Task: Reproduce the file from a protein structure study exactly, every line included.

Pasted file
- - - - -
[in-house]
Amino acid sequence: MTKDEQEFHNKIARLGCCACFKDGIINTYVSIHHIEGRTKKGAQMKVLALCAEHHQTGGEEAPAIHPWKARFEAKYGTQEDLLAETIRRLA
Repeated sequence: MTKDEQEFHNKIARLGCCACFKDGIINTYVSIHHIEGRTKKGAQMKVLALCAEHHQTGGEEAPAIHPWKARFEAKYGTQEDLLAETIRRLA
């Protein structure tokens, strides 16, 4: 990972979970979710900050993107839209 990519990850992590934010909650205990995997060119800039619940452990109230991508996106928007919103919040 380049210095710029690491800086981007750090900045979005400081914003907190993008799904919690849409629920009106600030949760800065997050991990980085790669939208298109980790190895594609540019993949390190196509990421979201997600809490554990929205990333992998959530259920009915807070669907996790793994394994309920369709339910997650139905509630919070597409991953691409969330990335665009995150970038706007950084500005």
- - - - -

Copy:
[in-house]
Amino acid sequence: MTKDEQEFHNKIARLGCCACFKDGIINTYVSIHHIEGRTKKGAQMKVLALCAEHHQTGGEEAPAIHPWKARFEAKYGTQEDLLAETIRRLA
Repeated sequence: MTKDEQEFHNKIARLGCCACFKDGIINTYVSIHHIEGRTKKGAQMKVLALCAEHHQTGGEEAPAIHPWKARFEAKYGTQEDLLAETIRRLA
């Protein structure tokens, strides 16, 4: 990972979970979710900050993107839209 990519990850992590934010909650205990995997060119800039619940452990109230991508996106928007919103919040 380049210095710029690491800086981007750090900045979005400081914003907190993008799904919690849409629920009106600030949760800065997050991990980085790669939208298109980790190895594609540019993949390190196509990421979201997600809490554990929205990333992998959530259920009915807070669907996790793994394994309920369709339910997650139905509630919070597409991953691409969330990335665009995150970038706007950084500005």